April 1, 2016 at 6:50 am EDT | by Nelson Gandulla Díaz
Obama’s legacy in Cuba
cubanos, gay news, Washington Blade

President Barack Obama speaks in Cuba on March 22, 2016. (Image courtesy of the White House)

It’s already been six days since President Obama left Cuba, but his words continue to resonate in the minds and hearts of the Cuban people. The regime’s ideological machinery that we refer to as Raulismo knows this and began a furious propaganda campaign to inoculate into the psyche of my countrymen as soon as the president boarded his plane to fly off to Argentina the idea that Obama is a wolf in sheep’s clothing.

His ethnicity (65 percent of Cuban citizens are black or mixed race), his success story (he became the most powerful man on the planet without being rich), the family image that accompanied him and above all, his speech that is full of hope and with an eye toward the future, fits into the imagination of a people who have only been listening to the monolithic siege mentality discourse (of the regime) that for decades has insisted on postponing dreams and aspirations of the Caribbean people to a heavenly tomorrow that never arrives and is postponed indefinitely in time.

The president turned his back on the protocolar language that characterizes the diplomatic realm and he came to speak to the average Cuban without mincing words. He spoke one on one to the man, to the woman, to the black person, to the homosexual. He called for respect for our community and framed the issue of our liberties within the context of universal human rights.

He then saw fit to speak privately with more than a dozen activists from independent Cuban civil society. Representatives of the LGBTI community — two well-known leaders who know first hand the humiliation that this machista regime has dealt the LGBTI community — were among those present with whom we struggle to win the rights that are denied to this segment of society.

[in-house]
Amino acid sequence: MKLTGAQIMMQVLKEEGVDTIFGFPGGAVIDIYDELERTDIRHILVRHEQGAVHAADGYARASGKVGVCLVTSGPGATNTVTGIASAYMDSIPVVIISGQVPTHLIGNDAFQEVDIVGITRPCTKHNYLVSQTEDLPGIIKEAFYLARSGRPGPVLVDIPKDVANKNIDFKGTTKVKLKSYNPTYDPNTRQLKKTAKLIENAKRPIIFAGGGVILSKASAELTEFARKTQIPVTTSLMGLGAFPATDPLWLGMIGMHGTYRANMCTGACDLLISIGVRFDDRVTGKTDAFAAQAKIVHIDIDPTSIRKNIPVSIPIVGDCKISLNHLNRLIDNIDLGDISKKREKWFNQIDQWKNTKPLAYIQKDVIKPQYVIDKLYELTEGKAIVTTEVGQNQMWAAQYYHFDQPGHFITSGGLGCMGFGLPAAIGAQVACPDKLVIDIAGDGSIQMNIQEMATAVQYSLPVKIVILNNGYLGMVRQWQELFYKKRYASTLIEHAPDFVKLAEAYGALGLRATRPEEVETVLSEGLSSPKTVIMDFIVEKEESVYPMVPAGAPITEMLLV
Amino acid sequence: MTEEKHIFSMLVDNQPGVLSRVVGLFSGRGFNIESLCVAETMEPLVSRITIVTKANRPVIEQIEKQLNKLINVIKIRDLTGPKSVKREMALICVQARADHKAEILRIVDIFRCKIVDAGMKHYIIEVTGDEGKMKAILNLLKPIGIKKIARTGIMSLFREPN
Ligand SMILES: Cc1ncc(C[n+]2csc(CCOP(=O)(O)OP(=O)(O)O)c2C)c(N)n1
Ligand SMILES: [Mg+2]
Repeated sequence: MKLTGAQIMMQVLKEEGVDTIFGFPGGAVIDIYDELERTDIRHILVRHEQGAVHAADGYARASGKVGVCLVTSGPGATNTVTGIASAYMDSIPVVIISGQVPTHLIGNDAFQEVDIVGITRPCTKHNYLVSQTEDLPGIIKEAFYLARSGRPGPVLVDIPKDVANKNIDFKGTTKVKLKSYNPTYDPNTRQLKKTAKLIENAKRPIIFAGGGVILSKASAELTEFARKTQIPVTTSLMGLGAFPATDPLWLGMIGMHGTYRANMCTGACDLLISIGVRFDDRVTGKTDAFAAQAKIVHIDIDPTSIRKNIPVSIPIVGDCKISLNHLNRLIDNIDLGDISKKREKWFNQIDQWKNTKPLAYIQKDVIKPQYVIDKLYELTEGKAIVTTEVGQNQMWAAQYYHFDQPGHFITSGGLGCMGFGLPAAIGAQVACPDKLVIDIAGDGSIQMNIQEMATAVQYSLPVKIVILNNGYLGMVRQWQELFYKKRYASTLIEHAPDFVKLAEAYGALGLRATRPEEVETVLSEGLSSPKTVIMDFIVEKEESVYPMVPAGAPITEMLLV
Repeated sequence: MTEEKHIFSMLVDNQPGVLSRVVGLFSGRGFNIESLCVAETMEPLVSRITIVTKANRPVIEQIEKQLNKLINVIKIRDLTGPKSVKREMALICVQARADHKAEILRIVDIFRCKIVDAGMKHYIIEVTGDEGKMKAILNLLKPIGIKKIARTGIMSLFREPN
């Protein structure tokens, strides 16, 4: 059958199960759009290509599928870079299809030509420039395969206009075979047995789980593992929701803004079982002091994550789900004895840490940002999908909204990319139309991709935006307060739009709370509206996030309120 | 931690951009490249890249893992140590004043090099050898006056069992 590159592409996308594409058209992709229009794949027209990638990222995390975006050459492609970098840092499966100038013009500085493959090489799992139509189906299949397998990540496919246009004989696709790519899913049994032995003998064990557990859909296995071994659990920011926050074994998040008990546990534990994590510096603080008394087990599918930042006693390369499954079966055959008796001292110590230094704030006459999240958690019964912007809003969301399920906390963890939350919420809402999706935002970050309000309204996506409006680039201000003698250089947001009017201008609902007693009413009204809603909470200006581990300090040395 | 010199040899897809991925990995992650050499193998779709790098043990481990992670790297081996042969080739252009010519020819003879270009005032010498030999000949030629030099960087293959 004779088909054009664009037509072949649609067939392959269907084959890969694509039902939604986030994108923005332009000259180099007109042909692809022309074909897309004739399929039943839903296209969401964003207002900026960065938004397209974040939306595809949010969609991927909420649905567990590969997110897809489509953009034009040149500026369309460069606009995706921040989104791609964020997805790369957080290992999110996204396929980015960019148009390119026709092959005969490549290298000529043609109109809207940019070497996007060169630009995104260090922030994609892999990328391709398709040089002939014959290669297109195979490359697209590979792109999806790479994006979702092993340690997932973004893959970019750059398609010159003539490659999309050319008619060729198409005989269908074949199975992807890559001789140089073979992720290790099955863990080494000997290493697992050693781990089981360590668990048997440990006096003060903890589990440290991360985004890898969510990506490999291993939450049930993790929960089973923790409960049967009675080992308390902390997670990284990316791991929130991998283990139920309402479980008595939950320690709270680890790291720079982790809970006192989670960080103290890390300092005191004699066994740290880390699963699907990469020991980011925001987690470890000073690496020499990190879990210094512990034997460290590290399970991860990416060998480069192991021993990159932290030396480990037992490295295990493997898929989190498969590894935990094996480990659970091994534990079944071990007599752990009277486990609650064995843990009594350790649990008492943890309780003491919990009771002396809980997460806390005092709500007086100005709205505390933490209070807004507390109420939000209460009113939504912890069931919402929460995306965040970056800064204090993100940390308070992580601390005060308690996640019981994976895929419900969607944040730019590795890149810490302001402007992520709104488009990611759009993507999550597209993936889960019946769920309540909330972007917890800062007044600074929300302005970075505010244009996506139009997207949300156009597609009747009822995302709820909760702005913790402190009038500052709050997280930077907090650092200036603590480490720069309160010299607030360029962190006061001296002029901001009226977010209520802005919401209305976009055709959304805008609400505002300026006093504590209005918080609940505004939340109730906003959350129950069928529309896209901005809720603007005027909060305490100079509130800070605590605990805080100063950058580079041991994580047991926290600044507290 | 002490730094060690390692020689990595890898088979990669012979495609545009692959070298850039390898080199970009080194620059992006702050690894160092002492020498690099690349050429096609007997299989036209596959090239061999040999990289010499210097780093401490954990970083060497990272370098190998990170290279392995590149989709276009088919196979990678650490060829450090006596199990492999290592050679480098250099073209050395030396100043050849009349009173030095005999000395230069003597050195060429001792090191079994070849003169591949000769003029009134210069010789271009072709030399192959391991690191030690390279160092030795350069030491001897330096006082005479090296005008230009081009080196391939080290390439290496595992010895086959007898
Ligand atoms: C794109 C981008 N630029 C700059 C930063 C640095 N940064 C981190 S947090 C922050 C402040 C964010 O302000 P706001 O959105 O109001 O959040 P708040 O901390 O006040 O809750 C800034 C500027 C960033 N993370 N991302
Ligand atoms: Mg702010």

Our colleagues presented a concise synopsis of the abuses and violations that the Castros have committed for decades in the obsessively homophobic eagerness to eradicate us.

In passing, our colleagues demanded that the historic requirements that we champion be included in the human rights dialogue that both governments support.

If anything were to remain behind of what was said by the person who resides in the White House today, it would be his clarification that the island’s destiny should have been shaped by the Cuban people. And that moreover within the independent Cuban civil society movement — particularly like the one I preside over  — there is nobody who is thinking that the superpower will come to save us.

While we thank Obama for acknowledging it, it is clear to us that social changes need to be conceived and executed by Cubans themselves. But this platitude is not divorced from what is desired and desirable, that governments and people show solidarity with causes like those that we advocate.

This does not mean that Obama should speak about the forced labor camps in which thousands of homosexuals were held, nor the marginalization that transsexuals suffer in education and work centers or the attempts that the official government line makes within an organization like National Center for Sexual Education, whose real agenda is to create a smokescreen to create the illusion that Cuba is inclusive of the homosexual.

Obama’s visit in any case served to give visibility to the sector of the gay community that has been marginalized because it kept itself independent from the regime. He has been the only head of state to visit Cuba who has mentioned in a public speech the need to respect the rights of homosexuals, and meet with and listened to LGBTI activists.

Taking this into account, I conclude that for the first time in decades the words of a foreign politician were directed toward the Cuban people and not the government. The satisfaction that overwhelms me is not mine alone. It similarly now affects millions of my brothers and sisters. The influence that U.S. President Barack Obama’s words has left behind will be felt for many years to come.

 

Nelson Gandulla Díaz is president of the Cuban Foundation for LGBTI Rights, an independent Cuban advocacy group.

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